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Conservation of energy problem

  1. Oct 29, 2006 #1


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    A mass is attached to a pendulum of length L that is at an angle theta (8) with respect to the normal. The mass has an initial velocity Vo. What is the minimum speed (symbolically) needed for the mass to go all the way down to its lowest point and all the way back up its highest point (as in, the rope of the pendulum is projected vertically upwards).

    I set 1/2(m)Vo^2 + mgL(1-cos(8)) = 2mgL

    and got Vo = square root of 2gL + 2gLcos(8), but my book says it is the square root of 3gL + 2gLcos(8). I don't see what's wrong with my set up, as I have checked the result of this set up several times and got the same answer.
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  3. Oct 29, 2006 #2


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    no, I meant that it was originally at an angle with respect to what it would be at rest (i.e., bob below pivot) , and the velocity is supposed to be like that since it is supposed to be solved symbolically.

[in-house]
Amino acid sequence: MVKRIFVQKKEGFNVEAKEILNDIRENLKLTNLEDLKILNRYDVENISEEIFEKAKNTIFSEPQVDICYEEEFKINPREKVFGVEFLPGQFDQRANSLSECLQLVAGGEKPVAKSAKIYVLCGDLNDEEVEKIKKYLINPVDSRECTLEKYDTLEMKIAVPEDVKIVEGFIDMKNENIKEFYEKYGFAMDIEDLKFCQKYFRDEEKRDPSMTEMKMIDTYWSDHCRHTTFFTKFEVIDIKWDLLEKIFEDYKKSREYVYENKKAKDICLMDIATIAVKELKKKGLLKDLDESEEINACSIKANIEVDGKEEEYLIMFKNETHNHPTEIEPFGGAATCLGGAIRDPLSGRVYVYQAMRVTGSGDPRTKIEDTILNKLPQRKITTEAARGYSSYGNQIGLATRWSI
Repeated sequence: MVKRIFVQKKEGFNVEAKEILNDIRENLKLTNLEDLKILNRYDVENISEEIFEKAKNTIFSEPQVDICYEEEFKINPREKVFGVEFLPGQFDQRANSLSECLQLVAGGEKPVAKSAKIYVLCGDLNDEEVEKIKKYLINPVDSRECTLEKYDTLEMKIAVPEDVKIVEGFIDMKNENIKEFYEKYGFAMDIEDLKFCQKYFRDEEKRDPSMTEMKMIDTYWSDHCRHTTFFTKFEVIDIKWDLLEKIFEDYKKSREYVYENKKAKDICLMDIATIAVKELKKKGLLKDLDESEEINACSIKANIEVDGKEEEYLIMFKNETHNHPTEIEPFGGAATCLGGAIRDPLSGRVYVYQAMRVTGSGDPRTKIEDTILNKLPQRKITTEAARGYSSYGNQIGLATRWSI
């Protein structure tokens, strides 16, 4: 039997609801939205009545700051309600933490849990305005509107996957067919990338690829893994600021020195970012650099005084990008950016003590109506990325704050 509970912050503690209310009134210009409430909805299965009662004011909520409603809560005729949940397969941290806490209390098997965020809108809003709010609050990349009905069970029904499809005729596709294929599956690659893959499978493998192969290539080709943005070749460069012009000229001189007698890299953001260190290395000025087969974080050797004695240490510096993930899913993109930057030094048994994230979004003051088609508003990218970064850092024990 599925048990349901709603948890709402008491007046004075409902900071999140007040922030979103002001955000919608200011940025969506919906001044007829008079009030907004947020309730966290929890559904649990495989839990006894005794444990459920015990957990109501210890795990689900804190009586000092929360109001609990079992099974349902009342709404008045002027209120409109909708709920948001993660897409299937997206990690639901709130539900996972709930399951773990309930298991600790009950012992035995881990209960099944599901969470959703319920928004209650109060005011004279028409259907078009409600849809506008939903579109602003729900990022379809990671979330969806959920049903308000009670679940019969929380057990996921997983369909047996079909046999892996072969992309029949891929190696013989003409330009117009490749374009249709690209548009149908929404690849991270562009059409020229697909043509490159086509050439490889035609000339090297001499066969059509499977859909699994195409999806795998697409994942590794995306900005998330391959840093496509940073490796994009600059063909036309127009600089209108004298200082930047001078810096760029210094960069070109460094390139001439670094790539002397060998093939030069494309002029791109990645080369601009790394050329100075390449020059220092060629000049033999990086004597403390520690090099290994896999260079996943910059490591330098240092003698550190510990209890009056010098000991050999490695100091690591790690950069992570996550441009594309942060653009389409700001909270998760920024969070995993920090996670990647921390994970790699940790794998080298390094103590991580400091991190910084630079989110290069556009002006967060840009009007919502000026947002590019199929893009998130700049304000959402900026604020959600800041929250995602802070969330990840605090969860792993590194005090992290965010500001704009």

4. Oct 29, 2006 #3


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    OOPs. I inadvertantly deleted my first message. And OOPs again, I did misinterpret the potential energy term in your original equation. You are quite correct about the initial potential energy. However, I was correct that you have neglected the velocity that the bob must have at the higest point. The bob cannot possibly reach that point with zero velocity. In order to reach that point, the bob must travel on a circular path. The net force at the top of the circle must be just enough to keep it in circular motion. If the bob had zero kinetic energy at the top, it would fall straight down, but it could never even get to the top if it didn't have enough kinetic energy in the first place. You need a kinetic energy term on the right hand side of your equation, and you need to find the velocity from circular motion considerations.
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